New York Governor Andrew Cuomo is starting a $1 billion bank to provide loans to projects that generate power without using fossil fuels, a move meant to push private lenders into the clean-energy market.
The Green Bank, promised by the 55-year-old Democrat in January, will use money collected from utility bills already set aside for energy-efficiency programs as seed money. In a petition filed yesterday, he asked that the New York State Public Service Commission release $165 million.
“We will leverage public dollars to attract private sector investment into building a new clean energy economy that will help make our state greener and create jobs,” Cuomo said in a statement e-mailed today. The bank will apply “limited state resources to drive investment into critical areas of the economy.”
Cuomo, considered a potential presidential candidate, must confront a stigma surrounding public investment in clean technology since 2011, when Fremont, California, solar-cell manufacturer Solyndra LLC filed for bankruptcy after receiving a more than $500 million federal loan. The bank will track and evaluate investments, and share the data with private lenders to help build the market, according to the petition.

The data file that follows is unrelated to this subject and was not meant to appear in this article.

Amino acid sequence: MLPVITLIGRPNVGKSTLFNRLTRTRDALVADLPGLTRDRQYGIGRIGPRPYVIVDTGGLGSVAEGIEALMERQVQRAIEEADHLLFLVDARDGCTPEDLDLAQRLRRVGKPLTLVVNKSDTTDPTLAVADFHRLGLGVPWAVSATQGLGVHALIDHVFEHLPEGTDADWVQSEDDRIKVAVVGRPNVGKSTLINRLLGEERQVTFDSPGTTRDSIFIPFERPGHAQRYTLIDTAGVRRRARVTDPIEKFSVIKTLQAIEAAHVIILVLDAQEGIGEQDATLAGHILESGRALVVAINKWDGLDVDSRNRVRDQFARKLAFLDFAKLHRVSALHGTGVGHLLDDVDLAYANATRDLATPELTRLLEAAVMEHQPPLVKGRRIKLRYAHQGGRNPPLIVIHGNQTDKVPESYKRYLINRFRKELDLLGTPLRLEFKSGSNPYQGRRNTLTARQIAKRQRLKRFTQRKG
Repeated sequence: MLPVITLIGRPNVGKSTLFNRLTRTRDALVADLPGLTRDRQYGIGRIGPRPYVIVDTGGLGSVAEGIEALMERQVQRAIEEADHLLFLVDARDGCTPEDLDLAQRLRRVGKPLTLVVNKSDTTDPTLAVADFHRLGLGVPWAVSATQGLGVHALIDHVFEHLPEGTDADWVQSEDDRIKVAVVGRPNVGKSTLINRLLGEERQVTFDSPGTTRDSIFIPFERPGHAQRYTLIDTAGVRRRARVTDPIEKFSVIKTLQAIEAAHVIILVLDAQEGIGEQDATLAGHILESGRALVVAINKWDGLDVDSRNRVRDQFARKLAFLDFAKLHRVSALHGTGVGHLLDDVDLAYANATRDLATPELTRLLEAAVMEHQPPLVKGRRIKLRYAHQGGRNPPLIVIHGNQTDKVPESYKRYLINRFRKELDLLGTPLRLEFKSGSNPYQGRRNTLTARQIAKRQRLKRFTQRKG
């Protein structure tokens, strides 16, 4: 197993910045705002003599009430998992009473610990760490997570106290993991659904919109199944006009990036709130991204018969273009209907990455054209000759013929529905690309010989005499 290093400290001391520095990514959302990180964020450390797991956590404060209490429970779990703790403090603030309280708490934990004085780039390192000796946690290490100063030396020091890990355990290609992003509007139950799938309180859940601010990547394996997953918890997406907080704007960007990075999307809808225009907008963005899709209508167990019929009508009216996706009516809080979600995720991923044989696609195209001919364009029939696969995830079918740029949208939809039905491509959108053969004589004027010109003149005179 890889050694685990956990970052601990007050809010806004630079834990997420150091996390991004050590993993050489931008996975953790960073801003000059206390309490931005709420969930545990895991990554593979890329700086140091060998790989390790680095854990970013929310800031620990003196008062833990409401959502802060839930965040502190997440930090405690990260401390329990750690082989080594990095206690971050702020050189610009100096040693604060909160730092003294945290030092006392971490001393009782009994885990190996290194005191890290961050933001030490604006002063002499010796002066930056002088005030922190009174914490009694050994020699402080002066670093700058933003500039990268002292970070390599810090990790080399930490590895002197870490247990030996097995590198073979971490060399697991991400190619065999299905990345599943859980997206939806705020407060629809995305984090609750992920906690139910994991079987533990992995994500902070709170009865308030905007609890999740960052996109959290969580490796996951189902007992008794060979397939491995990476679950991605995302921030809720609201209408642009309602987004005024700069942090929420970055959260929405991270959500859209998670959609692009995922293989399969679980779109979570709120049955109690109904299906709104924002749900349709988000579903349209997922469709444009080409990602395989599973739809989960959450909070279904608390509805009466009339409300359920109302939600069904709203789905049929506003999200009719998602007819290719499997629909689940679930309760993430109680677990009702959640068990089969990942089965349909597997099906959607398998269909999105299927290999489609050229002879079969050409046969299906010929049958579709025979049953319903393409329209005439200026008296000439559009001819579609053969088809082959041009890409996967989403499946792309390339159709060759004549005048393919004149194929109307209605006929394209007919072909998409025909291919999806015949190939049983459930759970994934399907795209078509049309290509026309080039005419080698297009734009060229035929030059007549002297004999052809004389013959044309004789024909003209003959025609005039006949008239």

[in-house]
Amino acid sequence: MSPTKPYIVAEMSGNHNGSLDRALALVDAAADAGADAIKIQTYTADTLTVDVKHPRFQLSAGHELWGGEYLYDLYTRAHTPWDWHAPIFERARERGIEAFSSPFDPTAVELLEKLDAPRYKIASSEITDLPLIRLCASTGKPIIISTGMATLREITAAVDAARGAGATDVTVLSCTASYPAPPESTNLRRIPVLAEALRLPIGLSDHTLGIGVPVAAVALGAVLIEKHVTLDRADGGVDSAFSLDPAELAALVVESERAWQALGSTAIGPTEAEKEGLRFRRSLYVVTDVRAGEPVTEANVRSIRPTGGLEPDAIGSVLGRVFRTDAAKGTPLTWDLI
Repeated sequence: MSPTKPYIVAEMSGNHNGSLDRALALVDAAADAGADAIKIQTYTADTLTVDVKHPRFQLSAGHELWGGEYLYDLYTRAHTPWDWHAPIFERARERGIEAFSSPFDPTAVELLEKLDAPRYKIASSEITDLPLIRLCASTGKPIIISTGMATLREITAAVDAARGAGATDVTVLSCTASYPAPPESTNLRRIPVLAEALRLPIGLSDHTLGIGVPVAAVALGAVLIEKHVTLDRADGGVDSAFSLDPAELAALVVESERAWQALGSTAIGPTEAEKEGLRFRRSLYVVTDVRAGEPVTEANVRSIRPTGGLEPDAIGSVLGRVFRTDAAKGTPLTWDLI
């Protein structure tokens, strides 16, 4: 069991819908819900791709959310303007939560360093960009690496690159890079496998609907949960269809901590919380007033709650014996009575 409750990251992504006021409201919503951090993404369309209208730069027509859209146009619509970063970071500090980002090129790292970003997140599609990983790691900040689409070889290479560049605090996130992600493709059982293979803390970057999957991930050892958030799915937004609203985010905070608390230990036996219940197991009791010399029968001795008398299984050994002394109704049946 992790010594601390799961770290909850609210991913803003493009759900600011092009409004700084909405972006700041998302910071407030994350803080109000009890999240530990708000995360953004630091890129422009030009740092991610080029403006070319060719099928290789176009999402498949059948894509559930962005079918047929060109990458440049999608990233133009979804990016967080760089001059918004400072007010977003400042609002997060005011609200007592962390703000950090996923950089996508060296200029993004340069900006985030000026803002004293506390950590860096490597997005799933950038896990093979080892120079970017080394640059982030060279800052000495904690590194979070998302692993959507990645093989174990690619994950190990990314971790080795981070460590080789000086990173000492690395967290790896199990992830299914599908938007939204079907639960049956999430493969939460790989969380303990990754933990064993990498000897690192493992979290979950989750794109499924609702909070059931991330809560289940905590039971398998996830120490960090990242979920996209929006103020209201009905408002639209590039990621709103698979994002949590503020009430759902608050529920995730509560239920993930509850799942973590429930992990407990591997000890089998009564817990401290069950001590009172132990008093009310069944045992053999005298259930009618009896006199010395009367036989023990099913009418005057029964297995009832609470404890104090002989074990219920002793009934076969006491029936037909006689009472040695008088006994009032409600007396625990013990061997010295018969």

“By increasing overall market activity, targeting market inefficiencies, and creating greater transparency around risk and comfort among private investors, the Green Bank can reduce the overall cost of capital,” the petition said.
The bank, to be run by the New York State Energy Research and Development Authority, will package loans for resale into the secondary market, creating an opportunity for pension funds and other institutions to invest, the petition said. It will also provide guarantees to private lenders that it will absorb a portion of losses incurred on specific loans.
The bank’s funding will grow as loans are repaid or sold, without additional funds from utility customers, the petition said. In 10 years, Cuomo expects the bank to have $8 billion.
To contact the reporter on this story: Freeman Klopott in Albany, New York, at firstname.lastname@example.org;
To contact the editor responsible for this story: Stephen Merelmanat email@example.com.